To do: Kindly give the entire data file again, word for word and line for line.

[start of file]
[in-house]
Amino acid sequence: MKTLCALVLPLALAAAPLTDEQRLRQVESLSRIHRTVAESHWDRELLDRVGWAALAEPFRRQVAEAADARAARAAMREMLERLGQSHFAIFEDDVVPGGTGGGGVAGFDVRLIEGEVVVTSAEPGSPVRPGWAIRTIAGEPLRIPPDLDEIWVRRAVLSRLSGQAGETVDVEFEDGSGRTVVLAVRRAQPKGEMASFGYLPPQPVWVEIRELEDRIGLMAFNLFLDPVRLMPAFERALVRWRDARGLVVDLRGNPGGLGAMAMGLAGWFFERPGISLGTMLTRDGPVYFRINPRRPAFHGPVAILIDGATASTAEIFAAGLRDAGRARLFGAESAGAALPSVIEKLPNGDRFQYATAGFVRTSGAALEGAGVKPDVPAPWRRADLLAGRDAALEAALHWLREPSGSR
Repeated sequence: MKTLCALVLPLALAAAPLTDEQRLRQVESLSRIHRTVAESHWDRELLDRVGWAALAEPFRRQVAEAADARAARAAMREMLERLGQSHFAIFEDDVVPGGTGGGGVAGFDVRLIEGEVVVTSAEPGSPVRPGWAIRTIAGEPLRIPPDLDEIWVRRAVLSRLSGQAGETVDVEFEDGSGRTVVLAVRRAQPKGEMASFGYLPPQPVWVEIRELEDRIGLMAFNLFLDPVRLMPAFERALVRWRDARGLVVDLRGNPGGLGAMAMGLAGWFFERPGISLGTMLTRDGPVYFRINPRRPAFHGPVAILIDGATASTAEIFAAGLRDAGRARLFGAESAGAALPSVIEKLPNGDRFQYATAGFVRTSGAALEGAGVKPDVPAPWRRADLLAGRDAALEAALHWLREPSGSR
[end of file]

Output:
[in-house]
Amino acid sequence: MKTLCALVLPLALAAAPLTDEQRLRQVESLSRIHRTVAESHWDRELLDRVGWAALAEPFRRQVAEAADARAARAAMREMLERLGQSHFAIFEDDVVPGGTGGGGVAGFDVRLIEGEVVVTSAEPGSPVRPGWAIRTIAGEPLRIPPDLDEIWVRRAVLSRLSGQAGETVDVEFEDGSGRTVVLAVRRAQPKGEMASFGYLPPQPVWVEIRELEDRIGLMAFNLFLDPVRLMPAFERALVRWRDARGLVVDLRGNPGGLGAMAMGLAGWFFERPGISLGTMLTRDGPVYFRINPRRPAFHGPVAILIDGATASTAEIFAAGLRDAGRARLFGAESAGAALPSVIEKLPNGDRFQYATAGFVRTSGAALEGAGVKPDVPAPWRRADLLAGRDAALEAALHWLREPSGSR
Repeated sequence: MKTLCALVLPLALAAAPLTDEQRLRQVESLSRIHRTVAESHWDRELLDRVGWAALAEPFRRQVAEAADARAARAAMREMLERLGQSHFAIFEDDVVPGGTGGGGVAGFDVRLIEGEVVVTSAEPGSPVRPGWAIRTIAGEPLRIPPDLDEIWVRRAVLSRLSGQAGETVDVEFEDGSGRTVVLAVRRAQPKGEMASFGYLPPQPVWVEIRELEDRIGLMAFNLFLDPVRLMPAFERALVRWRDARGLVVDLRGNPGGLGAMAMGLAGWFFERPGISLGTMLTRDGPVYFRINPRRPAFHGPVAILIDGATASTAEIFAAGLRDAGRARLFGAESAGAALPSVIEKLPNGDRFQYATAGFVRTSGAALEGAGVKPDVPAPWRRADLLAGRDAALEAALHWLREPSGSR